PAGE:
News

Here comes another Wal-Mart

By ERICA HALL

The Mirror

A Wal-Mart superstore is expected to open next year at the Federal Way Marketplace development going in on the northeast corner of Southeast 348th Street and 16th Avenue South.

After several months of rumor and speculation, Wal-Mart's regional spokesman, Eric Berger, confirmed the plans Wednesday.

The existing Wal-Mart in Federal Way, located in the city center core, will remain in its current location when the new store opens. It will undergo refurbishing starting May 30.

The only difference between the existing Wal-Mart and the new one will be the inclusion of a full-line grocery department. The supercenter –– the name given to the locations with grocery departments –– will be 203,000 square feet and will also include electronics, books, home furnishings, apparel, a garden center and an automotive center.

Berger said the new store is expected to employ up to 400 people, with "the majority of those positions available to local residents. The majority of positions are full-time and competitive wage." He added the state average wage for hourly workers is $10.14 an hour.

"It's a competitive wage. There are a lot of opportunities for local residents," he said.

Berger estimated the current Wal-Mart in Federal Way employs about 200.

Building a Wal-Mart superstore normally takes about 10 months, he said said. Regional officials are hoping to open the doors to customers in the fall or winter of 2006.

Jeffrey Oliphant, president of Fedway Marketplace Investors, the company developing the whole site, said there will be 900 stalls of parking.

Oliphant said it took about a year from the time he submitted the site plans and applications to get final approval from the city.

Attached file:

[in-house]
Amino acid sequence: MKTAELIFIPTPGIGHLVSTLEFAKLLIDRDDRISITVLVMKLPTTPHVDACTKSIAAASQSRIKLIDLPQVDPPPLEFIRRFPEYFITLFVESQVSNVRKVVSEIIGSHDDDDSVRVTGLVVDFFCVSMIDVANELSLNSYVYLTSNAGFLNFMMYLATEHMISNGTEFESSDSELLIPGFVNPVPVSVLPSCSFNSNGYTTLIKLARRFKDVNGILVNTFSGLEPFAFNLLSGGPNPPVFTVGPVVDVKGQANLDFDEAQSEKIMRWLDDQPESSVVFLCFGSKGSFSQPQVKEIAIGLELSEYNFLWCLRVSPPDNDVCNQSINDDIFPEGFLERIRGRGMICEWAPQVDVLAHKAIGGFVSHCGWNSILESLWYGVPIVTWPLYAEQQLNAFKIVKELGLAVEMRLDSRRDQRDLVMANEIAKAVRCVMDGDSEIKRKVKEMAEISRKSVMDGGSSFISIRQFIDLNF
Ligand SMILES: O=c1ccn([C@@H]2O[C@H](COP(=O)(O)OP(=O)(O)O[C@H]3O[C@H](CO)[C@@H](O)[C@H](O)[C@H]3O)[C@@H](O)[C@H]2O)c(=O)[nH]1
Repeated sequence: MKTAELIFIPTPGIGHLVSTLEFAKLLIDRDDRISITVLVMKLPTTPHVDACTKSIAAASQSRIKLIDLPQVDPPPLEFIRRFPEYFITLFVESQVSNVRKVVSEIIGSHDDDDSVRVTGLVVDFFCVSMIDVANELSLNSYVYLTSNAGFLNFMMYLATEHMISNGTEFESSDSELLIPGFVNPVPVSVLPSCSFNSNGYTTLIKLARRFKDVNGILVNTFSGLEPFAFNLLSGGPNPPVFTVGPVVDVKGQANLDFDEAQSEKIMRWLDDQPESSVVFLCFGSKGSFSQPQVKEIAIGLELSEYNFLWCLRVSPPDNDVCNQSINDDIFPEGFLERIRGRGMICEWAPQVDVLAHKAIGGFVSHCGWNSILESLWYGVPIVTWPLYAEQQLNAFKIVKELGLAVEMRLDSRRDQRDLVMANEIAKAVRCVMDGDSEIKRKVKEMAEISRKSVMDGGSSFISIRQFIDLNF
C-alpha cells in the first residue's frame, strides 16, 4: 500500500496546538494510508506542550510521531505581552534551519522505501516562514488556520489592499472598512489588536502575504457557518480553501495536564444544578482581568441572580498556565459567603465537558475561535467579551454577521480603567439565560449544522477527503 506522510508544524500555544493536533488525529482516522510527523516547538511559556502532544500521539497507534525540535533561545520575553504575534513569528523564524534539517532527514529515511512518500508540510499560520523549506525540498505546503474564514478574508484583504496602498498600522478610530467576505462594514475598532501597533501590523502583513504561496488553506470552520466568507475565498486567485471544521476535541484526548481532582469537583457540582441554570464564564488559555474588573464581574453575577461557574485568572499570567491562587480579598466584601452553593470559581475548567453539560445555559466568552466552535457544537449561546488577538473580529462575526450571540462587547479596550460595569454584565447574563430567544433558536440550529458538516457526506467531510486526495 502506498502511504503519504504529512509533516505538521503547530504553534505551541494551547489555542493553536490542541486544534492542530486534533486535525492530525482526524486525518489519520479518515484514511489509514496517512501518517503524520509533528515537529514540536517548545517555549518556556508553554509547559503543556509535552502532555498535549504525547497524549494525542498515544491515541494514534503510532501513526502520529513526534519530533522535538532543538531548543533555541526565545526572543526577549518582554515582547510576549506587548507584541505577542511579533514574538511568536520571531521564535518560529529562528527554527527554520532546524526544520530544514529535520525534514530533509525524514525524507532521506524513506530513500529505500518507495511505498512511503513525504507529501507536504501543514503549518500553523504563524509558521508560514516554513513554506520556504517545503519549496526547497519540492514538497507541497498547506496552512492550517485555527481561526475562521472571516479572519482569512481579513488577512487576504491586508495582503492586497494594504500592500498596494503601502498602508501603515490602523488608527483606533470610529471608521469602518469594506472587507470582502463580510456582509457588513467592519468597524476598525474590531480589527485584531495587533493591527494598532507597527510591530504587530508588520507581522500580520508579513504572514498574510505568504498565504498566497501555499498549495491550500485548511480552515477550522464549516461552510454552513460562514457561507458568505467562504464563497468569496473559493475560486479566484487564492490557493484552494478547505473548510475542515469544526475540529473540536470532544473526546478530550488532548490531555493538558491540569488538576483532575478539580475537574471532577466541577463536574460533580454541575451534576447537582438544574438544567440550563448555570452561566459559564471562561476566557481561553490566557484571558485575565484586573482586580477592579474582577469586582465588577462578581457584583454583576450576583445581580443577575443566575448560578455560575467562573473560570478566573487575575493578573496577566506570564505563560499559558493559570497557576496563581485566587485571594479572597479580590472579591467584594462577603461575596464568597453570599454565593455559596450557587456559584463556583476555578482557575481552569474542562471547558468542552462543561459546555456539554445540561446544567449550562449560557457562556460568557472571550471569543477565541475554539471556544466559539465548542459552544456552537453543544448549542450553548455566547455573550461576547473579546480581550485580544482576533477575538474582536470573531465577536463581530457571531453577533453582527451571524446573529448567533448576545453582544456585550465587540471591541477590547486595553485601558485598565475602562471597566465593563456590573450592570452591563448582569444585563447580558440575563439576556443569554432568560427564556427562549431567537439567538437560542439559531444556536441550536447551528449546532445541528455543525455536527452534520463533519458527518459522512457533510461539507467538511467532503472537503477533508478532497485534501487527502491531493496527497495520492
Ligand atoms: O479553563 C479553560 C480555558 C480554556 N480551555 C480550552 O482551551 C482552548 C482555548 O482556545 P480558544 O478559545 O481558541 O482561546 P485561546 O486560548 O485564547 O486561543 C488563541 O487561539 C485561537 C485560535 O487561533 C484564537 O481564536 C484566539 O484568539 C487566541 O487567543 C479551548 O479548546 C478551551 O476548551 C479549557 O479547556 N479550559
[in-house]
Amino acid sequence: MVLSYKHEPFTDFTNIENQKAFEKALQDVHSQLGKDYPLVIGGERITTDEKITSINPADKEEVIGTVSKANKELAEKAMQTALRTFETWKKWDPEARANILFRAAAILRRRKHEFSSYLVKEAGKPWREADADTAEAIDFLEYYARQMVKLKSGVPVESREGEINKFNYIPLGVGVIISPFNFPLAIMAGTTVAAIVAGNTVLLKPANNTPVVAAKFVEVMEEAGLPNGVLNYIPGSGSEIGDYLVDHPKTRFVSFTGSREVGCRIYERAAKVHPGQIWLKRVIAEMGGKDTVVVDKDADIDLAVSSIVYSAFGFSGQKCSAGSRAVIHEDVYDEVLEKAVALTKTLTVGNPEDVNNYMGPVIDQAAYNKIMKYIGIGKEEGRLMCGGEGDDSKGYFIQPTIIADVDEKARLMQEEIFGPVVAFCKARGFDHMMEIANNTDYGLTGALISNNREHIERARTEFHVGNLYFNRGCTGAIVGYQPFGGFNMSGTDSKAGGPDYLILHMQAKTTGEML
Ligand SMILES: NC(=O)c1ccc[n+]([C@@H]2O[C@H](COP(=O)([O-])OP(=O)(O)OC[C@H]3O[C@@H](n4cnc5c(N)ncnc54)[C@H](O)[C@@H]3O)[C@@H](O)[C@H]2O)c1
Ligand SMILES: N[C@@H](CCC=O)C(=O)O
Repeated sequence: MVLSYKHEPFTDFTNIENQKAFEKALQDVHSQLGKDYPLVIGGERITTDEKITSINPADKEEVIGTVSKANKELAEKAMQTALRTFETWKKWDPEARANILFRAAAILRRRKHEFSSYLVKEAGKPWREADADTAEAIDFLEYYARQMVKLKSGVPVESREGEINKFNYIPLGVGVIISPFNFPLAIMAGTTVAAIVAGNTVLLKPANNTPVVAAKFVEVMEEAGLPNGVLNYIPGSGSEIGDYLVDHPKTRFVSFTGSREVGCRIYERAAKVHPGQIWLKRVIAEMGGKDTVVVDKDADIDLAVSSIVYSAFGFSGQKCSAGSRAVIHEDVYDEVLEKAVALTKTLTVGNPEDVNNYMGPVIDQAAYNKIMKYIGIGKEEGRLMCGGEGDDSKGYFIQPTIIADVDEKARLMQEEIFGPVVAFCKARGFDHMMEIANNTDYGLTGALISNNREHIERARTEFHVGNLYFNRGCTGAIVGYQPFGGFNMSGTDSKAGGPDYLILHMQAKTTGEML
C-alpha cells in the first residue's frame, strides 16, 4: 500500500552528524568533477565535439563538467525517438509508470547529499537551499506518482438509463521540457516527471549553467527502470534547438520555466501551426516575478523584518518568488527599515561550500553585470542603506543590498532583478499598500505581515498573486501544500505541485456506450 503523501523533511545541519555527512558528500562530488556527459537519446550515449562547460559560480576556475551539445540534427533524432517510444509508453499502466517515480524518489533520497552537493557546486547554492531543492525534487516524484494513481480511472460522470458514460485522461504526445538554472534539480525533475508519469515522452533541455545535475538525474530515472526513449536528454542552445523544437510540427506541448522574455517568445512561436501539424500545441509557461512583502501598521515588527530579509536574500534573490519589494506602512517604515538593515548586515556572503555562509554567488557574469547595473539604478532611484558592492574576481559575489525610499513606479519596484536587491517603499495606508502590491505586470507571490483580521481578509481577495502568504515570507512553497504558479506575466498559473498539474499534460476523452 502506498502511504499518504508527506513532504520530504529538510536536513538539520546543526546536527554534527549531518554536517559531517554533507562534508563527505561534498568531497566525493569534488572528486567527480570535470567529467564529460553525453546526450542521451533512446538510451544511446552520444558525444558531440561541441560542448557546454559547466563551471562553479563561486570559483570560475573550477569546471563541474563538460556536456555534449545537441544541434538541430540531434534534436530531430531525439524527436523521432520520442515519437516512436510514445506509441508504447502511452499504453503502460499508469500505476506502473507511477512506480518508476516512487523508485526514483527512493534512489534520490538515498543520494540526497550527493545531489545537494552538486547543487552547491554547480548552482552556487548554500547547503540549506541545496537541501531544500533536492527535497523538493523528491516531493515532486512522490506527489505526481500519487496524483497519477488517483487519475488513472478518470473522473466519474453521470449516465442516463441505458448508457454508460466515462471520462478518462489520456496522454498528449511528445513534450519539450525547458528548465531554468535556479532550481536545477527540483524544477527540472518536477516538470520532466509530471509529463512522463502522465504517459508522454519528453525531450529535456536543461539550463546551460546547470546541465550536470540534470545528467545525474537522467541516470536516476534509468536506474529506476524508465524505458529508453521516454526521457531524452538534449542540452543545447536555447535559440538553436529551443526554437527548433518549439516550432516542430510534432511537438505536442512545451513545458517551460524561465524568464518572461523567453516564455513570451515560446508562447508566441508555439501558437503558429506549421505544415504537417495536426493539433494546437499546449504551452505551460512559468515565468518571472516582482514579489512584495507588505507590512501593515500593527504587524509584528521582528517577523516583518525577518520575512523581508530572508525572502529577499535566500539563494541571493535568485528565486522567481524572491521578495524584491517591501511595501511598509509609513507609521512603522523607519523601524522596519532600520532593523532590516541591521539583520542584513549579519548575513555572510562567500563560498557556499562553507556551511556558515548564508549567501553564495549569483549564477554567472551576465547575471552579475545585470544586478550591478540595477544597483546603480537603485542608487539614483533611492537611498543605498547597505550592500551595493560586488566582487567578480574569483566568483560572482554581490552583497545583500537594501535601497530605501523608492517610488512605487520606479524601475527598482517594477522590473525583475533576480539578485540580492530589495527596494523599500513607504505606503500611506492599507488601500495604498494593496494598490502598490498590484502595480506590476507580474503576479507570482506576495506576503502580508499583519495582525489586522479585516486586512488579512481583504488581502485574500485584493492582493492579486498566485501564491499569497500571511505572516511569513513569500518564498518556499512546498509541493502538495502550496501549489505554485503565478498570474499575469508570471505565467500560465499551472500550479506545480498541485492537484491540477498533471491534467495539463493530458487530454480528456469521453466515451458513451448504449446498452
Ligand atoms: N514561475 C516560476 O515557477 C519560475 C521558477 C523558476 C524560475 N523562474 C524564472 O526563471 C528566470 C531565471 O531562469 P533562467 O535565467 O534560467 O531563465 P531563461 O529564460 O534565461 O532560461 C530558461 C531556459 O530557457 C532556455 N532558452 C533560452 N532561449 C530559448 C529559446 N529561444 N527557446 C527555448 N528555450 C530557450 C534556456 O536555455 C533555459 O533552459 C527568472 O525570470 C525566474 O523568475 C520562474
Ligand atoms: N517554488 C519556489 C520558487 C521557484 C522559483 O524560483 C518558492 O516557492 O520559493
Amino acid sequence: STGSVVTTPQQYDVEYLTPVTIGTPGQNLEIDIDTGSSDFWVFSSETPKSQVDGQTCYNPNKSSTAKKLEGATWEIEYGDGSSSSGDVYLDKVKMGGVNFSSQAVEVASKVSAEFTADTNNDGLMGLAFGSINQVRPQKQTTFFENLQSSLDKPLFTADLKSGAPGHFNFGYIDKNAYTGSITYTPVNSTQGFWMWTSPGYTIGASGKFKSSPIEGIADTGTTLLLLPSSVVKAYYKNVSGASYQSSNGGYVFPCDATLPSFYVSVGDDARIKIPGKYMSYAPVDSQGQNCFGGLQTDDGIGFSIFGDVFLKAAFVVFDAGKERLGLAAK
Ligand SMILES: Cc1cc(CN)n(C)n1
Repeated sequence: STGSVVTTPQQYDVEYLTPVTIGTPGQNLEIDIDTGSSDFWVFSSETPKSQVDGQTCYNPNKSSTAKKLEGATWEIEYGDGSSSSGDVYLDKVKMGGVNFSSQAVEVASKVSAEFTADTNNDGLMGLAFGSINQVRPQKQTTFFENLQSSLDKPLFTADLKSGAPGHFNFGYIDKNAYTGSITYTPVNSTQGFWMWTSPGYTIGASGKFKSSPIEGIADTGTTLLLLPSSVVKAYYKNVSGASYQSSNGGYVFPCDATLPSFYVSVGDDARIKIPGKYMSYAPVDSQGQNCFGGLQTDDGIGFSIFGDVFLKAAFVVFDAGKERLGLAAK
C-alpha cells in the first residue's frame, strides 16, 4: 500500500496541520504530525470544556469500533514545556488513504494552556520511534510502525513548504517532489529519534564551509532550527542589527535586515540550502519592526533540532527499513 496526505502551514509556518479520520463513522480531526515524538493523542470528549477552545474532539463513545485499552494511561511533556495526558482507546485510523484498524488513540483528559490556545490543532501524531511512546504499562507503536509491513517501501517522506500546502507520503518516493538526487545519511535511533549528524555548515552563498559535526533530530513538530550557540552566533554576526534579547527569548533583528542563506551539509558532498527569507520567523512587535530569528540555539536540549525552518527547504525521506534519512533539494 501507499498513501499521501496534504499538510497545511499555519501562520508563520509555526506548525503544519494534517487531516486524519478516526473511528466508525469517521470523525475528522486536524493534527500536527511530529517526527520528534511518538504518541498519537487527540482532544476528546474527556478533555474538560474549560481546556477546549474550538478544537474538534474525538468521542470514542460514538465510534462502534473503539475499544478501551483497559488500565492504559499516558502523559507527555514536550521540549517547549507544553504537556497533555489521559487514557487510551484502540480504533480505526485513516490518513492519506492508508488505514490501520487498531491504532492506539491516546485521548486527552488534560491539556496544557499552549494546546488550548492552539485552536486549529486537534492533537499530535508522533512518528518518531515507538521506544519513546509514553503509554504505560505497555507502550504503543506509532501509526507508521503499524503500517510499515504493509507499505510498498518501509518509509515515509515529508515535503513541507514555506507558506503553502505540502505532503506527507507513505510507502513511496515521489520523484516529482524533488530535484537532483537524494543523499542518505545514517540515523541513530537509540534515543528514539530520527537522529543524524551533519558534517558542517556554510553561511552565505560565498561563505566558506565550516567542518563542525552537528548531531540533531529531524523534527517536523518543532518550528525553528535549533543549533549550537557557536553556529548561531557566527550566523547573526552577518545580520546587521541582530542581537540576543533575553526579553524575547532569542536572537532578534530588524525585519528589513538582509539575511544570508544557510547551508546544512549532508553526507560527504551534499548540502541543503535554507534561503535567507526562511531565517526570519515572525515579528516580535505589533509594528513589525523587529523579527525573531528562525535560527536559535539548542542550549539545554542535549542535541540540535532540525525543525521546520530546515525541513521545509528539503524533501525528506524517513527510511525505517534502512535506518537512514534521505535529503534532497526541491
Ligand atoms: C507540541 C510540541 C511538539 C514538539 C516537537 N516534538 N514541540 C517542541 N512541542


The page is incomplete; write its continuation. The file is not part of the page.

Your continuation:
"It went quicker than other cities," he said. "The city has always been straightforward and responsive. I didn't always like their decisions, but they were proactive."

Berger said Wal-Mart officials looked at population growth, convenience, site location and customer requests in deciding where to site the new superstore.

"We've heard from our customers they appreciate the opportunity to meet all their shopping needs in one location," he said. By providing another location in the southern part of the city, "ultimately, they have choices."

Wal-Mart officials anticipate the new store will draw some patrons of the existing store for a while, but once their curiosity is sated, the stores will reach a customer equilibrium based on convenience and the availability of the items shoppers need.

"We believe both stores will still do well in serving our customers," Berger said. "We strive to tailor to the local customers' needs in a particular area. That's what's helped us be successful –– responding to customer needs."

Oliphant said he picked the site for Federal Way Marketplace because of the convergence of three major thoroughfares –– Interstate 5, State Route 18 and State Route 161 (Enchanted Parkway).

It's his first foray into Federal Way; Oliphant has other developments in Auburn, Kent and Bellingham.

The development here is one of several major construction projects on line for construction in Federal Way over the next year. Federal Way Crossings, a commercial center replacing the old Broadway Flying J truck stop, will be built at the southwest corner of South 348th Street and SR-161, and the Christian Faith Center megachurch will soon be under construction on 50 acres of property hemmed by South 336th and South 341st streets, Pacific Highway South and Interstate 5.

Staff writer Erica Hall: 925-5565, ehall@fedwaymirror.com

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